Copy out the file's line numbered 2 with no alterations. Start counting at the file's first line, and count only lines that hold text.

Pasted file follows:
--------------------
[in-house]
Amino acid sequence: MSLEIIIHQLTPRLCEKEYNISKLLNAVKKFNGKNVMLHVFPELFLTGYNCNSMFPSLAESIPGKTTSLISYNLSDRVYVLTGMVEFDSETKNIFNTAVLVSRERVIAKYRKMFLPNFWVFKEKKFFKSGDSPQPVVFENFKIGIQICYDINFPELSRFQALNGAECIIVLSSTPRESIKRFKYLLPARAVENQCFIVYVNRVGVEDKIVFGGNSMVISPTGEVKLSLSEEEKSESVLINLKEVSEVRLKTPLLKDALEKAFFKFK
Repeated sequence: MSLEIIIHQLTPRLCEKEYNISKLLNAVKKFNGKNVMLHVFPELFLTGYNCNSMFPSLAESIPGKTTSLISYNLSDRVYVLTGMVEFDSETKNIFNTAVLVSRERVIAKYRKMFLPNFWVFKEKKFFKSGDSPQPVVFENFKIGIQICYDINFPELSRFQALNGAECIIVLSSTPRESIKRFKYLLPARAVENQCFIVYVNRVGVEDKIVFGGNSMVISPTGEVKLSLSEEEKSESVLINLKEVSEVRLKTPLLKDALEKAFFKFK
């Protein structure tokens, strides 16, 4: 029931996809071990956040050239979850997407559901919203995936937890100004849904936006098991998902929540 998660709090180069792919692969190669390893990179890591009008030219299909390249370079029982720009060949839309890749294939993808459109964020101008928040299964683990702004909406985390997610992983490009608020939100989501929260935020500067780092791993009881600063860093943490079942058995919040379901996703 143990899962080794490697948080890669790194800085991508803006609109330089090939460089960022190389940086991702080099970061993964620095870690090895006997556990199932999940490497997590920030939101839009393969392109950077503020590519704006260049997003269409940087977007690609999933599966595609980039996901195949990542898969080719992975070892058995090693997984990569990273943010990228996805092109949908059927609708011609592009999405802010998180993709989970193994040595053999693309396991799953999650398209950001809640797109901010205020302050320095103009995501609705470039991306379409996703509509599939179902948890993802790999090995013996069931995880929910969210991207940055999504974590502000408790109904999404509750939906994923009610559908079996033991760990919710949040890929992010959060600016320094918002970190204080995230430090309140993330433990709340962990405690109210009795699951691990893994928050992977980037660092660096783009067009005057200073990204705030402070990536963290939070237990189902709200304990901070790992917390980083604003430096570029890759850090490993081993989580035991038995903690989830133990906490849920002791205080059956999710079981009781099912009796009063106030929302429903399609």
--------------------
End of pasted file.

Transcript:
Amino acid sequence: MSLEIIIHQLTPRLCEKEYNISKLLNAVKKFNGKNVMLHVFPELFLTGYNCNSMFPSLAESIPGKTTSLISYNLSDRVYVLTGMVEFDSETKNIFNTAVLVSRERVIAKYRKMFLPNFWVFKEKKFFKSGDSPQPVVFENFKIGIQICYDINFPELSRFQALNGAECIIVLSSTPRESIKRFKYLLPARAVENQCFIVYVNRVGVEDKIVFGGNSMVISPTGEVKLSLSEEEKSESVLINLKEVSEVRLKTPLLKDALEKAFFKFK